The Xbox One’s television-gimmick was unfairly dismissed.

Back at E3 2013, everyone pooh-poohed the Xbox One. Perhaps it was the TV, TV, TV, TV, sports, sports, television, television, TV, sports. 

“Xbox is about to become the next watercooler.”

After all, it’s supposed to be about the games, right? Surely a box under the TV that can do everything you need should only play bloody games, right?

Almost five years later, I decided to drop the ~$300 on an Xbox One S. I didn’t buy it to play games though. I had recently read in The Verge that Kodi had been ported to it and released in the Microsoft Store.


While in the past I was a more 1337 (that is leet) gamer, today my passion is watching movies and TV (mostly TV). Usually on Blu-ray, though sometimes on Netflix. My previous set up was quite beholden. I had a Telstra TV that my parents got included in the broadband bundle, a Foxtel IQ2, a DVD/VHS Recorder I took home from school when they left it outside (it would’ve been rained on had I not taken it, the department head said it was OK), and an otherwise unused PS3 purely for watching Blu-ray. The idea was to take the Telstra TV and PS3 out, and have my Xbox serve their purposes and use its HDMI-in to connect my DVD recorder and Foxtel (even though it was an IQ2, the recording functionality was disabled – I think because its multiroom).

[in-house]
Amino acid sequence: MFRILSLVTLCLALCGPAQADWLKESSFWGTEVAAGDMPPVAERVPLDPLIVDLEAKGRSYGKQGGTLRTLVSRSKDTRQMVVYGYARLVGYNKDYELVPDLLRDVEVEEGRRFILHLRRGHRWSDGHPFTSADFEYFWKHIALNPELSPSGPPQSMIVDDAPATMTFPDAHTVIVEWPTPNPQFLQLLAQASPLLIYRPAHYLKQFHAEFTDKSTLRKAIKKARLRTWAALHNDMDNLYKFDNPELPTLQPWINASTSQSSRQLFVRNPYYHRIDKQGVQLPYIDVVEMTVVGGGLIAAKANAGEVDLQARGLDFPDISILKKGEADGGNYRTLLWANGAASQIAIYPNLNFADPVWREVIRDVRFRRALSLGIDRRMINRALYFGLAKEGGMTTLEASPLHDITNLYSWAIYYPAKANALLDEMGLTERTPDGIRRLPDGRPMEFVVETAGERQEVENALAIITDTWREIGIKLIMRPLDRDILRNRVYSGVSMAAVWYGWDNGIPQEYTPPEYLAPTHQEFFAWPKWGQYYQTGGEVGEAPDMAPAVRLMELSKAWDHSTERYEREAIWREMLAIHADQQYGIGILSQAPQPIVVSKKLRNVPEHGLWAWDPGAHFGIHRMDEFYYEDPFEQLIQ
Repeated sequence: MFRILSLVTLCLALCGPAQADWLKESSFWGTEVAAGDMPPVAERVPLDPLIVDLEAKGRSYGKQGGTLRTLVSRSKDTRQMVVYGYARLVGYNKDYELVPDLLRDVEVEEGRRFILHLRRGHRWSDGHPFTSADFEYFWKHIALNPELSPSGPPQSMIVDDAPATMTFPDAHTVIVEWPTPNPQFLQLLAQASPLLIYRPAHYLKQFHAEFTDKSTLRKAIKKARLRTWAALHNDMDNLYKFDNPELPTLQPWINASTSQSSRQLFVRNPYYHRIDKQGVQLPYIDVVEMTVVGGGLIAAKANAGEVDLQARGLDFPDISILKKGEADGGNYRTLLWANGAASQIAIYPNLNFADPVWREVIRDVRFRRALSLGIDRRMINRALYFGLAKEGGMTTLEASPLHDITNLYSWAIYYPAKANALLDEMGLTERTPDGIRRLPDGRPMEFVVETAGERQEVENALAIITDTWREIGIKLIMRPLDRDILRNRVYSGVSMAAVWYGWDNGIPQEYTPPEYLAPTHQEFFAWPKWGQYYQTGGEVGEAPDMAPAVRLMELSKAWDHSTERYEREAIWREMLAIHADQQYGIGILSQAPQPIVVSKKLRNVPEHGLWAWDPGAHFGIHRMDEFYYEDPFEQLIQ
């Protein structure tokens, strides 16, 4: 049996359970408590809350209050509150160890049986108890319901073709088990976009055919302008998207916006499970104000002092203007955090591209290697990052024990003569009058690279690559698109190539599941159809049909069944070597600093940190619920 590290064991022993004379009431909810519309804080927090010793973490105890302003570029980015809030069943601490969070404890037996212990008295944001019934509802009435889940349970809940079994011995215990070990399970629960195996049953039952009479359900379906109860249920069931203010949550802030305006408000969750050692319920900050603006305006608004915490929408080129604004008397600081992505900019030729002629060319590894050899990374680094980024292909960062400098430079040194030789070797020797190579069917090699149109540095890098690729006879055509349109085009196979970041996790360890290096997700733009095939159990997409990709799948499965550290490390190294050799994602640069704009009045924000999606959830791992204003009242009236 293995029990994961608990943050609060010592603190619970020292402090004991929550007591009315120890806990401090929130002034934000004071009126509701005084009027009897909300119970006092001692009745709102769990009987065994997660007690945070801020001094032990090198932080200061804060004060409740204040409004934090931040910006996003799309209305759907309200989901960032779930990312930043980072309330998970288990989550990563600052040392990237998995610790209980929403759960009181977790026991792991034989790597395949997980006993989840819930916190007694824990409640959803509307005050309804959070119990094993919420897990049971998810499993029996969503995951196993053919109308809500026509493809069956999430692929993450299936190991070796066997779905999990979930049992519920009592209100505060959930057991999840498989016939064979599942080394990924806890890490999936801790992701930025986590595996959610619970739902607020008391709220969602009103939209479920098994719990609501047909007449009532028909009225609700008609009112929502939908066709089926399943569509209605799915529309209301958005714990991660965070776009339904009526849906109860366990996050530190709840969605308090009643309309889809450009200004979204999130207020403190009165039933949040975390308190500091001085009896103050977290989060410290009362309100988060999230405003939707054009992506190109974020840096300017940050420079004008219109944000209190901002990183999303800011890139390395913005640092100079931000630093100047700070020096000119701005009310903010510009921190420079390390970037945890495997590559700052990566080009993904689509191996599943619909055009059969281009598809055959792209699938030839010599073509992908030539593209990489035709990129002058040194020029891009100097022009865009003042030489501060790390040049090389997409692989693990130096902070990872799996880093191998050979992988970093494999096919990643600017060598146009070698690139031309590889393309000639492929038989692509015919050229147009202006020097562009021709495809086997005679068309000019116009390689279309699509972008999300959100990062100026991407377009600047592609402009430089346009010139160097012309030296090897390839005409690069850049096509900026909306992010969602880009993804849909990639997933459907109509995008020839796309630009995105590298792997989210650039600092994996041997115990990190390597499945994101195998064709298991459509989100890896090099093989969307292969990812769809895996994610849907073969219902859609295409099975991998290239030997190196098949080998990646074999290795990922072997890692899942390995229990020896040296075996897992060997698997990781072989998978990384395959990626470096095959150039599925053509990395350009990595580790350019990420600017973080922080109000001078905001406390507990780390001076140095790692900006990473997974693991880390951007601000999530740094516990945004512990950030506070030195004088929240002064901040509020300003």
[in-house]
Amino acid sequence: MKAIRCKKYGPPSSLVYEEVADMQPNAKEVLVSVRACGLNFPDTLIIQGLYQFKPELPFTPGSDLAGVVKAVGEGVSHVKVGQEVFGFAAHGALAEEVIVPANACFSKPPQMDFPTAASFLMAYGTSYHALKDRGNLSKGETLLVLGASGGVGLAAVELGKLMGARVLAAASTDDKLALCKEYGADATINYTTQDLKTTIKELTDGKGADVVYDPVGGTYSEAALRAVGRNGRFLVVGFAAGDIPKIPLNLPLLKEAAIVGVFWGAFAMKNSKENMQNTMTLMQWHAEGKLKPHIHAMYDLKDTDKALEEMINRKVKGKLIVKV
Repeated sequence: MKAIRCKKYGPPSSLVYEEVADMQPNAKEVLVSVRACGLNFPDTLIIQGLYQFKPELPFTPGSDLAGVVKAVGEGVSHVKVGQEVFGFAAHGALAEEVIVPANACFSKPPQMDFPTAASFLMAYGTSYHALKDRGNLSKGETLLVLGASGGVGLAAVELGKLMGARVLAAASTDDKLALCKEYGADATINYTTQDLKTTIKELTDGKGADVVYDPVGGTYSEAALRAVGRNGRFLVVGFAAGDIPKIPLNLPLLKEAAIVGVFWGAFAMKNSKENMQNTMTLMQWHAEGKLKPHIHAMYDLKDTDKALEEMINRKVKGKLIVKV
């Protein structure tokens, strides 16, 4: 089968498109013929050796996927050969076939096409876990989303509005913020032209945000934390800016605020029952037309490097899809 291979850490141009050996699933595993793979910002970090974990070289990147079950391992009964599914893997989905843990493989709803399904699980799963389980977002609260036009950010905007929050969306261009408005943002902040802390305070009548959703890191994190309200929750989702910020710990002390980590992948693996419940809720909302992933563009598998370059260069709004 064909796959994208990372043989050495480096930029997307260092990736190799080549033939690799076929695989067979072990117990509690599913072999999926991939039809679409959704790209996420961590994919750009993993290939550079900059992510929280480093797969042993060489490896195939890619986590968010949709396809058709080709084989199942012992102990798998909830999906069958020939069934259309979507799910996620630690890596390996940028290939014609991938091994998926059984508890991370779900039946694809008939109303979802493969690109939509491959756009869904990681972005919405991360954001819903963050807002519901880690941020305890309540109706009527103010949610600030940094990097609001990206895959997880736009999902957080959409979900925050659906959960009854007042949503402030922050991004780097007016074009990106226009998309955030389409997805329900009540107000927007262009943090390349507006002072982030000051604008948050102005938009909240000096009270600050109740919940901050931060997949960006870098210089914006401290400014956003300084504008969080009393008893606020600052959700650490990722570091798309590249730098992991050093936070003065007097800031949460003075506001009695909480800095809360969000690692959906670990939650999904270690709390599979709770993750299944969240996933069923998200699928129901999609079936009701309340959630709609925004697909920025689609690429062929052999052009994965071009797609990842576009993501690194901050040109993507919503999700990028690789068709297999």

I purchased the Xbox One S from JB Hi-Fi in a bundle that came with a bunch of Minecraft-related stuff (Minecraft itself, which I already had, as well as this wanky-looking Story Mode Telltale-thing that I never heard of) and two Ubisoft games (The Crew and Steep). I also bought Destiny 2 since my friends were quite hyped for it and I could get it for $10 off with the console. I went next door to EB Games and bought a third-party media remote for the console (the Talon Media Remote).